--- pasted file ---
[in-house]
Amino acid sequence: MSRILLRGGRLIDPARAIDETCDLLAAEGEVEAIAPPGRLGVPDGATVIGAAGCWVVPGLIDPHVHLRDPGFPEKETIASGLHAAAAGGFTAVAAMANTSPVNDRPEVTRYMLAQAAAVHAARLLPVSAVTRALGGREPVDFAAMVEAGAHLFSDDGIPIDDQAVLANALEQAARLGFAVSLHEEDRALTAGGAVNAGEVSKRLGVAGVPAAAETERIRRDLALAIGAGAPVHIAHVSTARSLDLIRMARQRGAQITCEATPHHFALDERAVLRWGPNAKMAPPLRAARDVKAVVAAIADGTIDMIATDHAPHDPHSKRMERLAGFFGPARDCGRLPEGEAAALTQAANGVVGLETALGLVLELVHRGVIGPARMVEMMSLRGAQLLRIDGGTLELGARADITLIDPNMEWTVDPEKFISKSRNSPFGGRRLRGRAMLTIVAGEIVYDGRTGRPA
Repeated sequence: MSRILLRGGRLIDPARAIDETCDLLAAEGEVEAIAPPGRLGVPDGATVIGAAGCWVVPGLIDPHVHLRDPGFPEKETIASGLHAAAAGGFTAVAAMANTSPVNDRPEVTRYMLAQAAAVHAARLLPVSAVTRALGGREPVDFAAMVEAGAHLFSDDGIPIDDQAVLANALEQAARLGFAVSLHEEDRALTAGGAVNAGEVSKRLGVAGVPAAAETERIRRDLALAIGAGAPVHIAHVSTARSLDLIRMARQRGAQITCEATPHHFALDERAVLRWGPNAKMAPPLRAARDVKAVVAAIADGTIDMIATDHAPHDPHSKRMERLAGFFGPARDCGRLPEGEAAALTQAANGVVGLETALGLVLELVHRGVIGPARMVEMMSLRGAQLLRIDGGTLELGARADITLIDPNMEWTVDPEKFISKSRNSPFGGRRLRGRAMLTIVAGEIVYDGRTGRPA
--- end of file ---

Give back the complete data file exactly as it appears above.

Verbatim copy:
[in-house]
Amino acid sequence: MSRILLRGGRLIDPARAIDETCDLLAAEGEVEAIAPPGRLGVPDGATVIGAAGCWVVPGLIDPHVHLRDPGFPEKETIASGLHAAAAGGFTAVAAMANTSPVNDRPEVTRYMLAQAAAVHAARLLPVSAVTRALGGREPVDFAAMVEAGAHLFSDDGIPIDDQAVLANALEQAARLGFAVSLHEEDRALTAGGAVNAGEVSKRLGVAGVPAAAETERIRRDLALAIGAGAPVHIAHVSTARSLDLIRMARQRGAQITCEATPHHFALDERAVLRWGPNAKMAPPLRAARDVKAVVAAIADGTIDMIATDHAPHDPHSKRMERLAGFFGPARDCGRLPEGEAAALTQAANGVVGLETALGLVLELVHRGVIGPARMVEMMSLRGAQLLRIDGGTLELGARADITLIDPNMEWTVDPEKFISKSRNSPFGGRRLRGRAMLTIVAGEIVYDGRTGRPA
Repeated sequence: MSRILLRGGRLIDPARAIDETCDLLAAEGEVEAIAPPGRLGVPDGATVIGAAGCWVVPGLIDPHVHLRDPGFPEKETIASGLHAAAAGGFTAVAAMANTSPVNDRPEVTRYMLAQAAAVHAARLLPVSAVTRALGGREPVDFAAMVEAGAHLFSDDGIPIDDQAVLANALEQAARLGFAVSLHEEDRALTAGGAVNAGEVSKRLGVAGVPAAAETERIRRDLALAIGAGAPVHIAHVSTARSLDLIRMARQRGAQITCEATPHHFALDERAVLRWGPNAKMAPPLRAARDVKAVVAAIADGTIDMIATDHAPHDPHSKRMERLAGFFGPARDCGRLPEGEAAALTQAANGVVGLETALGLVLELVHRGVIGPARMVEMMSLRGAQLLRIDGGTLELGARADITLIDPNMEWTVDPEKFISKSRNSPFGGRRLRGRAMLTIVAGEIVYDGRTGRPA